It’s been interesting, becoming a parent. I find myself constantly comparing my kids’ childhoods to that of my own. For instance, when I was a kid nobody was wearing their babies around, that’s for sure. Except when they were driving, and that was only if the baby didn’t roll off your lap onto the floorboard where you did your best to avoid smashing their face in with the clutch.
There’s just so much more… processing now. So many rules. So many feelings.
I don’t think we had feelings in the 70s. If we did we just stuffed them down deep while we rode our bikes without helmets and drank lethal amounts of Mountain Dew.
As I have journeyed further into the haunted forest of parenthood, I’ve come to realize that feelings might be important. I usually understand this as my 4-year-old is throwing her screaming self on the floor of the post office, or I’m drafting legislation to make Prozac crumbles an acceptable topping at FroYo.
For me at least, the problem lies in that discussing feelings and emotions is akin to a discussion on how to rebuild a transmission. In Japanese. The most emotional conversations around the Mayer house go something like:
Hey your shoe’s untied.
I don’t even know where to start with an adult who is practically dripping with need to tell me everything that’s on their mind from start to finish, but with a child who keeps things locked up so tight until they unravel, usually publicly? Impossible.
Thankfully, my friends are way smarter than me and I’m smart enough to know when to take advice.
“These cards will never work,” I told my friend Suzanne when she sent me her PeaceMakers cards in the mail. “My kids are crazy. Can’t you just send an exorcist, or a tazer or something actually helpful?”
My friend Suzanne is the founder of Generation Mindful, the makers of the PeaceMakers cards. A card game for kids that cultivates emotional intelligence, a critical factor in determining a person’s future success (including, but not limited to tantrums in the post office).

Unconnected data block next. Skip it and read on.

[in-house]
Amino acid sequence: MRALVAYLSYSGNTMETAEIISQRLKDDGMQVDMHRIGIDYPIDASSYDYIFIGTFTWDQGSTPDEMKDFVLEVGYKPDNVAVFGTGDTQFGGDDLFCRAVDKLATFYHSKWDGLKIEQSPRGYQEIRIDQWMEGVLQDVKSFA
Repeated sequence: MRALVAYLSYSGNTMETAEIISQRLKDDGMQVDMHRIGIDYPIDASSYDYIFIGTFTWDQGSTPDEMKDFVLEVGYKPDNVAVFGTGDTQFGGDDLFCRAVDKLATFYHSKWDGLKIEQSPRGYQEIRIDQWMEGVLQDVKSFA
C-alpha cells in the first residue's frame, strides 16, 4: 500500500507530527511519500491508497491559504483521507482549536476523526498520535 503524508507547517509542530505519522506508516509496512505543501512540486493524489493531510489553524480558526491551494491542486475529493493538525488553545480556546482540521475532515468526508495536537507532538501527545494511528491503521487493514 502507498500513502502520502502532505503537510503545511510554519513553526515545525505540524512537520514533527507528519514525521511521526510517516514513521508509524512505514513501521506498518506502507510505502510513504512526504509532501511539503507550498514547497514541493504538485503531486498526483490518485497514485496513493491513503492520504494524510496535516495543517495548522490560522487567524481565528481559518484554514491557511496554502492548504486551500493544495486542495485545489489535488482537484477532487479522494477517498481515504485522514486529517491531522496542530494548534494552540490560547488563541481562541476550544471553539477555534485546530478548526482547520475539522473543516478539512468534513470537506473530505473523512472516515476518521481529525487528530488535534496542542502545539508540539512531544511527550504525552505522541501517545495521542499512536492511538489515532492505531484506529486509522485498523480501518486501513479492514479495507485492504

Here’s how it went.
DAY 1: Pull cards out, kids fight over who gets to be light purple. Explain that’s not how the cards work. Little one hits big one. Put cards away. Pour wine.
DAY 2: Pull cards out with kid #1, let her be light purple. Says she no longer likes light purple, she wants to be blue. Fine. We talk about peace. We breathe deep, gentle breaths until she sees her sister touching her stuff – then she runs over and hits her.
DAY 3: Pull cards out with kid #3 and talk about forgiveness. We practice saying “I’m sorry”, she apologizes for putting butter in her sister’s hair the night before. Even though I was the one who had to deal with the repercussions and nobody asked ME how that made ME feel, but whatever.
DAY 4: Kids ask to pull cards out, nobody fights over light purple. We choose red and talk about power, about trees, animals and nature. Somebody may have smiled.
DAY 5: My kids reference green cards when the doorbell rings. Apparently ducking under the peep hole is not “showing my love”. We talk about door to door salesmen.
“Hey these cards are awesome,” I tell my friend Suzanne over coffee a few weeks later.
“I know, right?” She says.
“Now what do you have in the form of teaching them not to talk to boys?
So check them out for yourself. In addition to helping connect with your kids in a way you’ve never been able to before, a portion of every sale goes to help other kids in need.
DISCLOSURE: The preceding was a sponsored post and I was provided services, goods and/or monetary compensation for this post. All thoughts and opinions are my own.